IN MARCH THIS YEAR I published a blog piece about the Jardin des Serres d’Auteuil, the botanical garden set within a large greenhouse complex at the southern edge of the Bois de Boulogne.
In that piece I recounted how these gardens, first established in 1761 under Louis XV, are under threat because of plans by the Fédération Française de Tennis to extend the neighbouring Roland Garros international tennis complex into the south east corner of the gardens. This extension, if it goes ahead, will include the demolition of the nineteenth-century Jean-Camille Formigé greenhouses to make way for a new, semi-sunken, tennis court with seating capacity for 5,000 spectators.
At the time of writing my last piece about the gardens the Paris City Council had just unanimously adopted a resolution that a further study into an alternative plan proposed by local residents associations and supporters of the Jardin des Serres d’Auteuil should be conducted by an independent organisation so that the Paris City Council could debate and then vote on it.
But now, things have moved on again.
Last Wednesday, despite the unanimous resolution of the Paris City Council, the French Prime Minister, Manual Valls, issued a statement instructing Ségolène Royal, the French Minister for Ecology, Sustainable Development and Energy, to sign the Permis de Construire, the building permit required before work on the Roland Garros extension can proceed. So far, Ségolène Royal has not done so.
On Sunday afternoon, as Stanislas Wawrinka and Novak Djokovic were locking horns on the Philippe Chatrier court in the Men’s Final of the French Open Tennis Championship at Roland Garros, friends and supporters of the Jardin des Serres d’Auteuil were making their voices heard at the entrance to the gardens on the avenue de la porte d’Auteuil.
I went along to offer my support and I was able to speak to Madame Lise Bloch-Morhange, Speaker of the Comité de Soutien des Serres d’Auteuil, the lead opposition group to the proposed extension. This is what she told me:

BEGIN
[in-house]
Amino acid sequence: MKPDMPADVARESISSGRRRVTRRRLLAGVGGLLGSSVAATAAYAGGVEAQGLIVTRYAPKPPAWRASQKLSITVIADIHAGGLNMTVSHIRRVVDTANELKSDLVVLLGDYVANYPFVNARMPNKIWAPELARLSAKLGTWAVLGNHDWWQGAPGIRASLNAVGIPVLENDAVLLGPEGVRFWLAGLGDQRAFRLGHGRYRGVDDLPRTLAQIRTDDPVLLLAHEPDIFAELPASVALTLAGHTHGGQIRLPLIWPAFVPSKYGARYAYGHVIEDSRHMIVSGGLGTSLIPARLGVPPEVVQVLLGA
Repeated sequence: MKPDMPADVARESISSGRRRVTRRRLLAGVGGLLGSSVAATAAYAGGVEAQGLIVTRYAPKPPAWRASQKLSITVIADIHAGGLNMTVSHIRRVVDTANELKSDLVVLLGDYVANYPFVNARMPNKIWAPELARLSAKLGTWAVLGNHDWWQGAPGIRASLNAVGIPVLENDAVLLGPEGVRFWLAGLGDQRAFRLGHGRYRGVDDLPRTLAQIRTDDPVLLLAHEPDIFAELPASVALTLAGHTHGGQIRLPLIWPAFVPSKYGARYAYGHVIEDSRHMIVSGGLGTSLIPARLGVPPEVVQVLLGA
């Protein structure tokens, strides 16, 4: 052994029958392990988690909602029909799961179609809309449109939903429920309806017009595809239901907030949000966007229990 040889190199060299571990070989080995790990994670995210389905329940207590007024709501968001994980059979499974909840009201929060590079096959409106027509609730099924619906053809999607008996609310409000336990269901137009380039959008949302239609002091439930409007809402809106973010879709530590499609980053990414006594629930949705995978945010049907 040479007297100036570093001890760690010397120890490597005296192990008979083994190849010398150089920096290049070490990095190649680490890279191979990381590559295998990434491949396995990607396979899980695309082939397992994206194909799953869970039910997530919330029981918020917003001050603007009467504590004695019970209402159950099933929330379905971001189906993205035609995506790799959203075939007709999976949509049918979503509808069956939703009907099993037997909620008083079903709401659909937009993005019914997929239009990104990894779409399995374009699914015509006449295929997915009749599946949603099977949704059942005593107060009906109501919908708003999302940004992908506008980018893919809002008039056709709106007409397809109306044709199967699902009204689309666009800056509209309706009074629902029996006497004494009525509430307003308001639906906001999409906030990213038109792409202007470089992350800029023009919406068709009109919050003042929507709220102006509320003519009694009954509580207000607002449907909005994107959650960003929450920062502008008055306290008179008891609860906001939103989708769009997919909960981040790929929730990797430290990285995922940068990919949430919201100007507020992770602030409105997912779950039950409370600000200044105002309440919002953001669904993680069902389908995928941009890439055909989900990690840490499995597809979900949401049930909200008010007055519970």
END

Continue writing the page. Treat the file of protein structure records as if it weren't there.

The recently opened Fondation Louis Vuitton, the privately financed modern art gallery designed by Frank Gehry, has, with government acquiescence, encroached on to what was supposed to be an environmentally protected part of the northern Bois de Boulogne. The government claims to have conceded to the choice of site because of the prestige the gallery brings to the city.
In the southern Bois de Boulogne the Fédération Française de Tennis claims that retaining the prestigious French Open Tennis Championship at Roland Garros depends upon extending their facilities and that the only credible plan is to extend into the Jardin des Serres. In addition, France intends to bid for the 2024 Olympic Games and it is claimed that, as part of that bid, an extended Roland Garros is essential.
Undoubtedly, a Frank Gehry designed modern art gallery, the French Open Tennis Championships and the Olympic Games are smothered in prestige, probably adding millions if not billions to the economy. But one is surely entitled to ask, at what cost?
Imagine a desecrated Jardin des Serres with a semi-sunken tennis court with seating capacity for 5,000 spectators standing empty and completely unused for fifty weeks of the year. The cost of that would not be measured in millions or billions of Euro’s but in a more intangible and equally important currency, what the French call patrimoine, our heritage, the value of which lies in our hearts not in our pockets.
My thanks to Lise Bloch-Morhange for taking time out of her very busy afternoon to stop and record these comments.
HAVING BEEN IN hospital recently for surgery to replace my portable life support system with a newer model I thought I would take this opportunity to celebrate the fifth anniversary of Soundlandscapes’ Blog by posting something close to my imperfect heart.